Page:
Next, we will adjust the “Vibrance,” “Saturation,” and “Whites” sliders, which can all be found on the “Basic” panel.
“Vibrance” to 12
“Saturation” to -12
“Whites” to 20
Note that the values may vary depending on your image.
Both “Vibrance” and “Saturation” adjust the intensity of colors, but “Vibrance” works in a more balanced way, increasing intensity on less saturated areas and avoiding over-saturation on already vibrant areas.
Increasing the “Whites” value adds brightness to white areas.
Use these values as a starting point and feel free to adjust them to suit your specific image.
Step 6: Adjust HSL/Color
In this step, we will adjust the “HSL/Color” panel to add color to the skin. HSL stands for Hue, Saturation, and Luminance.
Click on the “HSL/Color” panel, located on the right side toolbar.
Next, select the “Orange” color box and set:
“Hue” to -7
“Saturation” to 15
“Luminance” to 8
Keep in mind that these values may vary slightly depending on your image.
Our goal is to add a slight orange tint to the skin. You can experiment with different values until you achieve your desired result.
Step 7: Adjust Sharpening and Noise Reduction
Since the photo I am working on was not taken in a close-up shot, the texture of the skin and clothes is not noticeable.
However, if your photo was taken in a close-up shot, this step will greatly enhance the texture of your image.
On the right side toolbar, scroll down and click on the “Detail” panel.
In the “Sharpening” section, set:
“Amount” to 15
“Radius” to 0.5
“Detail” to 8
In the “Noise Reduction” section, set:
“Luminance” to 10
Keep in mind that these values are tailored to my image, so you may need to adjust them slightly to suit your photo.
Step 8: Crop the Photo
It’s time to crop the photo.
Since we need a portrait, and not a generic photo, we have to focus on the subject’s face.
To crop in Lightroom, click on the “Crop Overlay” (R) tool located on the right side toolbar.
Once you are in the “Crop Overlay” (R) mode, draw a frame over the image.
If the frame isn’t in the exact place you want, you can drag it and relocate it.
If the frame hasn’t the exact size you want, you readjust by using the sides and corner handles of the frame.
Try to focus the frame to the face. Place the face on the middle of the frame or use the Rule of Thirds.
The Rule of Thirds is a composition guide that splits a scene into thirds and places the subject at an intersection.
When you’re satisfied with the size and placement of the frame, press the “Enter” key on your keyboard to confirm the crop.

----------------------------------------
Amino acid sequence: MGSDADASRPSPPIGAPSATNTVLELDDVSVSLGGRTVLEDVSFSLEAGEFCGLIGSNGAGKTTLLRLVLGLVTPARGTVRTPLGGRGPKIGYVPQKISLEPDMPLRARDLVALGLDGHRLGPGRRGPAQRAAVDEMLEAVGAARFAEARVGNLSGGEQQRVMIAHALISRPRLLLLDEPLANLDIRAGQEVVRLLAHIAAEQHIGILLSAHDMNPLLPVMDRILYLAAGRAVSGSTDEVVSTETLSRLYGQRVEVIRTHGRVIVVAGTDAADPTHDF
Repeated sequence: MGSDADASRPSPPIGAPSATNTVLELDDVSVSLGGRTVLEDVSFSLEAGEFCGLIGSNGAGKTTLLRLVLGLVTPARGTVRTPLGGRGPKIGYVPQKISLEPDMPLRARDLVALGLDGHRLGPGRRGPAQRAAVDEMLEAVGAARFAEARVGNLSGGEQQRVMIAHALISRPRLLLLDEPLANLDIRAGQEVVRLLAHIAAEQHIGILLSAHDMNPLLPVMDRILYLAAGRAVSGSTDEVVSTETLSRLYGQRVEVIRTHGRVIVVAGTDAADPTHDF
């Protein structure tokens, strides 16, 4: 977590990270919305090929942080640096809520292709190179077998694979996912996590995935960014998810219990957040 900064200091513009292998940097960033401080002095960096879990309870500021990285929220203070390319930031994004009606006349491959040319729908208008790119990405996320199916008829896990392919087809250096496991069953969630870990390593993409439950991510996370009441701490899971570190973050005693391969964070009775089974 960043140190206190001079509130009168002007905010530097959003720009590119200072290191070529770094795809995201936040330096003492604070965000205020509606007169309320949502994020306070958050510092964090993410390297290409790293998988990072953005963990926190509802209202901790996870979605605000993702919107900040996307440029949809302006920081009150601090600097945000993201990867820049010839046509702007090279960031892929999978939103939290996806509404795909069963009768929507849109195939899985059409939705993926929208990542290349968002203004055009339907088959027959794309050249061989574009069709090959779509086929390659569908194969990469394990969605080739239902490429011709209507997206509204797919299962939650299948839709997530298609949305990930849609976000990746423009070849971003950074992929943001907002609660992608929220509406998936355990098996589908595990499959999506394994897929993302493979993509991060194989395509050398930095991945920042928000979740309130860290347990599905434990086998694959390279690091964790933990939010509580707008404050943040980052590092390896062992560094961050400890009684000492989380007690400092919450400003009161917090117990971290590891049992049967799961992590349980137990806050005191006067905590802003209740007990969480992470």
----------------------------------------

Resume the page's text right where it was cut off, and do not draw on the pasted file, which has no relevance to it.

Step 9: Add Radial Filter
To direct the viewer’s gaze to the subject’s face, we will darken and blur the radial area around the face.
Darkening and blurring the background in Lightroom, will help reduce possible background distractions.
To achieve this, click on the “Radial Filter” (Shift + M) tool on the right side toolbar, or use the “Shift + M” shortcut.
Once you’re in “Radial Filter” (Shift + M) mode, draw an oval mostly centered around the face.
If you can’t get the desired shape in your first attempt, you can readjust the oval shape by using the handles on the oval.
Then, in the toolbar on the right side, set:
“Exposure” to -0.56
“Clarity” to -26
“Sharpness” to -30
The values may vary slightly on your image.
If you need to adjust the intensity of the effect, you can do so using the “Amount” controller.
To access the “Amount” controller, click on the “Radial Filter” ▼ icon to collapse the panel. Then you’ll have access to the “Amount” controller.
Adjust the “Amount” slider if needed. I’ll set it to 30.
Step 10: Softens the Skin
Skins used to have some imperfections. So it’s always a good idea to soften the skin in Lightroom.
To soften the skin, we’ll use brushes in Lightroom.
Click on the “Adjustment Brush” (K) tool located on the right side toolbar, or press the “K” key on your keyboard as a shortcut.
First, set the brush settings:
“Size” to 7 or your desired size
“Feather” around 76
“Flow” to 70
“Density” to 70
You can also adjust the brush size using the scroll wheel on your mouse.
Next, adjust the “Effects” settings:
“Clarity” to -30
“Saturation” to -5
“Sharpness” to -30
“Noise” to 35
Note that these values may vary slightly depending on your image. So you will have to play around with these settings a bit in order to get the best results.